PROBLEMS AND APPLICATION

I. Think about the goods and services provided by state and federal  governments.

a. Using the classification in Figure I, explain which category each of the following goods falls into.

• interstate highways
• university education
• national defense
• state parks

2 free vaccinations at public health departments b. Why do you think the government provides  that are not public goods?

2. Both public goods and common resources involve personalities.

a. Are the externalities associated with public goods generally positive or negative? Use examples in.

your answer. Is the free-market quantity of public goods generally greater or less than the efficient quantity?

b. Are the externalizes associated with common resources generally positive or negative? Use examples in your answer. Is the free-market use of common resources generally greater or less than the efficient use.

3. The town council of Bluff Acres has decided to place a fountain in the center of town. To help pay for the fountain, the town council has asked the citizens of Bluff Acres to donate money. Joe Stingy lives across the street from the proposed site and is very pleased that he will get to view the fountain from his home. However, he does not volunteer to send any funds to the council for the proposed fountain.

a. What name do economists have for Joe?

b. Is there anything the town council can do to increase the amount of voluntary donations it receives? Explain.

c. Is there another way for the town council to get the money for the fountain? Explain.

4. Four roommates are planning to spend the weekend in their dorm room watching old movies, and they are debating how many to watch. Here is their willingness to pay for each film:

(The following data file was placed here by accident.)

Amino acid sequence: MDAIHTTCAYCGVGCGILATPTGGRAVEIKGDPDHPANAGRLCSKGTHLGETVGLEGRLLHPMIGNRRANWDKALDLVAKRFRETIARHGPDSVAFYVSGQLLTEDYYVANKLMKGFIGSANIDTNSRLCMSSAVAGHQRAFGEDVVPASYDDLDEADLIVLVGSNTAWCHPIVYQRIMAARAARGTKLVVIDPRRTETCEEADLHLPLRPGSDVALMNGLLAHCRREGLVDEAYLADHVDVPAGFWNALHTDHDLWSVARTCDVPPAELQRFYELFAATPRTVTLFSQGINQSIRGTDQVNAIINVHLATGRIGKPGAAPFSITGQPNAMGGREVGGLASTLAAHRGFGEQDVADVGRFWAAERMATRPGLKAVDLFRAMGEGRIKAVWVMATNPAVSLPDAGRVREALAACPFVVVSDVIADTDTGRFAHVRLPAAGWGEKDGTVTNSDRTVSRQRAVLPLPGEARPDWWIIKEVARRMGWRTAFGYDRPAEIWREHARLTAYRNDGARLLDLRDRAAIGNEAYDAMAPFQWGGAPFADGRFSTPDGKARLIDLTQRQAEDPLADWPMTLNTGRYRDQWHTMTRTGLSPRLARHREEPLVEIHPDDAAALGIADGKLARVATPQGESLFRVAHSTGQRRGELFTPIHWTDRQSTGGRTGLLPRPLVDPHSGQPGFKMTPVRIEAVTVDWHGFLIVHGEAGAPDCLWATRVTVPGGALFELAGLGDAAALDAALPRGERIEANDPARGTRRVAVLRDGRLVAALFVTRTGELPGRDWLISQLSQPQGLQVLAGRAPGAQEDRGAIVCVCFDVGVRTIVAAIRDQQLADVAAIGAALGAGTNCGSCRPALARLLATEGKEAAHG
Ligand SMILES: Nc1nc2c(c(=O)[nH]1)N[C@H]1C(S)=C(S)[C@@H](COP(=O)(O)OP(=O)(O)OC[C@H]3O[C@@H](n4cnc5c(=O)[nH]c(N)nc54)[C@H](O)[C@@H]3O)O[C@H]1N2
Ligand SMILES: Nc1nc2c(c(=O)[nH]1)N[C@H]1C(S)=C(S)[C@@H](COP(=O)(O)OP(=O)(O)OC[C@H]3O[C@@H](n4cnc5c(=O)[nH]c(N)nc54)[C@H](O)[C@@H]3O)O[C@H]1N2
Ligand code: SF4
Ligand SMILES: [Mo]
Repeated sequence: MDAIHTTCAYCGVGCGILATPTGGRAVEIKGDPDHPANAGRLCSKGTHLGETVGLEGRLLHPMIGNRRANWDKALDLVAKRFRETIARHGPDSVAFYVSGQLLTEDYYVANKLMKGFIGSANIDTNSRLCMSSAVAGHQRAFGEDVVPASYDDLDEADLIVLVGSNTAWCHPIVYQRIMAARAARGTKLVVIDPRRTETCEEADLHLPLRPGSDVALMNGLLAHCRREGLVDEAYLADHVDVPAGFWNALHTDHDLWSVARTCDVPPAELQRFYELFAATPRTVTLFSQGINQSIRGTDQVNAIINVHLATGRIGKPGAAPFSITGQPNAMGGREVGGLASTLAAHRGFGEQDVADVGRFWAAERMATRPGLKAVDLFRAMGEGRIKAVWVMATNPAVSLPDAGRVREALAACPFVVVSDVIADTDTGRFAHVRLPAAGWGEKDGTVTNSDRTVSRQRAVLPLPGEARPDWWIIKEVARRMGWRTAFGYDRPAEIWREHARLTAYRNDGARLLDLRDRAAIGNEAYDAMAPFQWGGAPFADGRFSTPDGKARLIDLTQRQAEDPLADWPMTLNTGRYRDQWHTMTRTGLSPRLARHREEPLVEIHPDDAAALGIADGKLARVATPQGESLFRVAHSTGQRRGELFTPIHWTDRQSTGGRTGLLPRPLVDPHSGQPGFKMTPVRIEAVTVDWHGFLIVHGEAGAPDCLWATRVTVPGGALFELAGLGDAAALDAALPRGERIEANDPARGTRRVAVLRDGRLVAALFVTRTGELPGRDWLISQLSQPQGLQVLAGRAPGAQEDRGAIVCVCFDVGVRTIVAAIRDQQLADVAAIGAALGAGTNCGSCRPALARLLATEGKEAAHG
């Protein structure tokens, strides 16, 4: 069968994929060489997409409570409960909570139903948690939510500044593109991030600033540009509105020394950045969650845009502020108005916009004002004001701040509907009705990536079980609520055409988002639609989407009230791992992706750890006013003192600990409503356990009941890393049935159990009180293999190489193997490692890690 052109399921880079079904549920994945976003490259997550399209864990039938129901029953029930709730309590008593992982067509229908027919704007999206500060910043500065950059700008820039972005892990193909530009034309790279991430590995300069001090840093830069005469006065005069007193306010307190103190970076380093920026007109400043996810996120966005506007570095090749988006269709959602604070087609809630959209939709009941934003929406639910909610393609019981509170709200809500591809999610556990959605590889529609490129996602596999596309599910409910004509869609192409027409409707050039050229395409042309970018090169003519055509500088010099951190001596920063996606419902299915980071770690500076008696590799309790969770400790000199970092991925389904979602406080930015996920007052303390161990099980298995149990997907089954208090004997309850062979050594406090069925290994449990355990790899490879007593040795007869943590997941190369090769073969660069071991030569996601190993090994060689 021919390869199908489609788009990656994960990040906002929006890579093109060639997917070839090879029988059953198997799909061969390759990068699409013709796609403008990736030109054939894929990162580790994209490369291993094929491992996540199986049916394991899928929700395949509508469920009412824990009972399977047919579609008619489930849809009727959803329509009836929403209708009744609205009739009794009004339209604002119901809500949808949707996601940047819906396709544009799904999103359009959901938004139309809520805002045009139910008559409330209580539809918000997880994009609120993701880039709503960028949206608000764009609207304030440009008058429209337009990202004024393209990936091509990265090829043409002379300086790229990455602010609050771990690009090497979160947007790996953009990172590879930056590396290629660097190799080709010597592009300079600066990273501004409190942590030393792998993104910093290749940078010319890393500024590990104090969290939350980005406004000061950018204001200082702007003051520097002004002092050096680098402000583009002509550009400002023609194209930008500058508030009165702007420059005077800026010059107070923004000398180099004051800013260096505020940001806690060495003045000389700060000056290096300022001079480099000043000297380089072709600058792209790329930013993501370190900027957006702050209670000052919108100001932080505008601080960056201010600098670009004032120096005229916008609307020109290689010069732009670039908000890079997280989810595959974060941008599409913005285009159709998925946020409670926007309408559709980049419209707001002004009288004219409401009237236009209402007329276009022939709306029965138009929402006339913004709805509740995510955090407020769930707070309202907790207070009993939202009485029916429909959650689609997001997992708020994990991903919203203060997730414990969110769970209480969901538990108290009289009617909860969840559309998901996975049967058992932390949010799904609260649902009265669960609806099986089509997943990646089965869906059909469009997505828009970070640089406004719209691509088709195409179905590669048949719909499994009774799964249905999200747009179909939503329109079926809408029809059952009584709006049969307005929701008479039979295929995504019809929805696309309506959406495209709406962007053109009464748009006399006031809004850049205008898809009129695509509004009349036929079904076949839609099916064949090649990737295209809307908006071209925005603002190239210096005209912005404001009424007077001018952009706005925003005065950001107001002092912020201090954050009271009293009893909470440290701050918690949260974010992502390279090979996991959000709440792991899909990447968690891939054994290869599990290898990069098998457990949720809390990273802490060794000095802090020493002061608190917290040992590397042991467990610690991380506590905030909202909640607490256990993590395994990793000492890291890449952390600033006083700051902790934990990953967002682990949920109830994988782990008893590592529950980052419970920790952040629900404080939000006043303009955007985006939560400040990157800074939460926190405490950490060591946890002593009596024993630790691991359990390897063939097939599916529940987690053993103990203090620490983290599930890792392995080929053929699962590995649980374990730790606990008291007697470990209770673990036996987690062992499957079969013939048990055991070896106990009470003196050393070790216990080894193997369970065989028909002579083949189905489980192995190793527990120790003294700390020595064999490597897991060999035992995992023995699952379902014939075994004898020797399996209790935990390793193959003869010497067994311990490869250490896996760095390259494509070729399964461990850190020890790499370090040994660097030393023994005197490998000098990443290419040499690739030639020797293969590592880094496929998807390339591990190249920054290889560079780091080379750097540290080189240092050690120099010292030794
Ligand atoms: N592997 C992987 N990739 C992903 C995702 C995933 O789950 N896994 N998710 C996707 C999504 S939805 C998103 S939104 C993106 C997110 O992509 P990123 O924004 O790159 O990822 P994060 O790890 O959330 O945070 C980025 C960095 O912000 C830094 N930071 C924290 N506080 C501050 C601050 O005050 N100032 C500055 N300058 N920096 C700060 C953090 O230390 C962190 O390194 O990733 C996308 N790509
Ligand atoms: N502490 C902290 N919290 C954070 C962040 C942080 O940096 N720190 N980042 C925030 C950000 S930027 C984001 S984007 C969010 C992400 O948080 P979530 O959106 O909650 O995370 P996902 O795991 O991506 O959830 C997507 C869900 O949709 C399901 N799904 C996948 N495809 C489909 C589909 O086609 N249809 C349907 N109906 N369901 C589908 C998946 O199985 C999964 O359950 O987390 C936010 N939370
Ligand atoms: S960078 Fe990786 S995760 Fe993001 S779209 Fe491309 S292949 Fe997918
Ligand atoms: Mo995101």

a. Within the dorm room, is the showing of a movie a public good? Why or why not?

b. If it costs $8 to rent a video, how many videos should the roommates rent to maximize total surplus?

c. If they choose the optimal number from part (b). and then split the cost of renting the videos equally, how much surplus does each person obtain from watching the movies

5. So~e economists argue that private will not undertake the efficient amount of basic scientific research.

a. Explain why this might be so. In your answer, classify basic research in one of the categories shown in Figure 1.

b. What sort of policy has the United States adopted in response to this problem?

c. It is often argued that this policy increases the technological capability.

6. Why is there litter along most highways but rarely in people’s yards?

7. The Washington, D.C., metro (subway) system charges higher fares during rush hours than during the rest of the day. Why might it do this?

8. Timber companies in the United States cut down many trees on publicly owned land and many trees on privately owned land.

9. An Economist article (Mar. 19, 1994) states: “In the past decade, most of the rich world’s fisheries have been exploited to the point of near-exhaustion.” Included in the article is the following analysis.

a. “Do not blame fishermen for overfishing. They are behaving rationally, as they have always done. In what sense is over fishing rational for fishermen?

b. A community, held together by ties of obligation and mutual self-interest.

10. The federal government tests the safety of car models and provides the test results free of charge to the public. Do you think this information qualifies as a public good? Why or why not?

11. High-income people are willing to pay more than lower-income people to avoid the risk of death. For example, they an; more likely to pay for safety features on cars. Do you think cost-benefit analysts should take this fact into account when evaluating public projects.

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